...there's parts of the process that they're sizzle around, there's excitement, there's good conversation taking place like that's the ideal time to leverage that relationship. So utilize that and don't miss those opportunities when they present themselves. Yeah, last question. How do you best nurture the people who do this for you? You know, I'm a big believer that the selling or buying cycle never ends. Maintaining relationships over time or critical to maintain the current account that you're working with, but I think we all know that people are constantly emotions. So maintaining those relationship should they also make a move, and building your network out that way. The question you should be asking yourself is, what can I do to continue to bring value? Can you provide some insight? Can you send them a white paper that's relevant? Can you do something that resonates with them on a person snow level? Stay on our front, be memorable. If...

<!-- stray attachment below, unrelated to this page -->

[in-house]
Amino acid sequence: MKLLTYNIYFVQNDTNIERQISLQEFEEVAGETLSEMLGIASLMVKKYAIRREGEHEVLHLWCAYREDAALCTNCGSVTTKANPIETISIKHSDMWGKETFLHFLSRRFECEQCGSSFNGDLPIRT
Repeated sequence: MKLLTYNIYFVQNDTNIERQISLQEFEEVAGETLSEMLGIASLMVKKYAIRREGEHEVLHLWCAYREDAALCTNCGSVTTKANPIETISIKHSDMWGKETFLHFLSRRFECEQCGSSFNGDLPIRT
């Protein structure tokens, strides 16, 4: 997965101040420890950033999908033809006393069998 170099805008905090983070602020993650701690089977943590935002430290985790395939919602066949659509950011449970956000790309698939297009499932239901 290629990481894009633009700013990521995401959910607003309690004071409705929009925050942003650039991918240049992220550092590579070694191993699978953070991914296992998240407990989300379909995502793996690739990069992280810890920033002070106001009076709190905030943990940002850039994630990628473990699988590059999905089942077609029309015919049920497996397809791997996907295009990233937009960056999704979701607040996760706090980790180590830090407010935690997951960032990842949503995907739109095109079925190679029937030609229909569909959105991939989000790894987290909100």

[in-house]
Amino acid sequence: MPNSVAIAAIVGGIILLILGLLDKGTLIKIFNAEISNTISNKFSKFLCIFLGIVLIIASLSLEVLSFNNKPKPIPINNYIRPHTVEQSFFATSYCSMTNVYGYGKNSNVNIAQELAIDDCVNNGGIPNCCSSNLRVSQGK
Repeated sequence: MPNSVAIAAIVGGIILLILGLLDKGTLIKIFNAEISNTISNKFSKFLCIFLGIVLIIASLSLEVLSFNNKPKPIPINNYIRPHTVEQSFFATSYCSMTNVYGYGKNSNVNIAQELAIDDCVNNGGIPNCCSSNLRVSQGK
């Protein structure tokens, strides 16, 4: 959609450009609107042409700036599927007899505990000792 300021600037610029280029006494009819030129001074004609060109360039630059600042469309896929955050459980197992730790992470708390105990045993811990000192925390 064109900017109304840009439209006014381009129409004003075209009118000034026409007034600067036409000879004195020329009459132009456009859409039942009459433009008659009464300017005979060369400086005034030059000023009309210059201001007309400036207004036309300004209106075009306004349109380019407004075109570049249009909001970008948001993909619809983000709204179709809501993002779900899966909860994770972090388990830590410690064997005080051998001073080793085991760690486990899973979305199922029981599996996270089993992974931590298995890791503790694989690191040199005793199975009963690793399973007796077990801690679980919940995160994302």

...you genuinely come from a place of service, if you come from a mindset of customer first it'll pay big dividends long term. Yeah, and then when you really need that relationship, you'll be glad you did all those little steps along the way. Absolutely a lot of great types hearing and to Noah. I bet you have a great network of people that have been nurtured. I'd love to I'd love you to kind of wrap it up for us and give us a nice little bottom line as we wrap. So we spent a good bit of time talking about the how and an you go to mark your person, they're conflict thinking, well, what's in this for me? So I want to spend a moment reminding our listeners of the outcomes associated with referrals that we might lose sight of when we have so much going on. The first one is they potentially lead to faster closes. I mean, we've all been in sales cycles that last forever. Referrals already coming warm, so you already...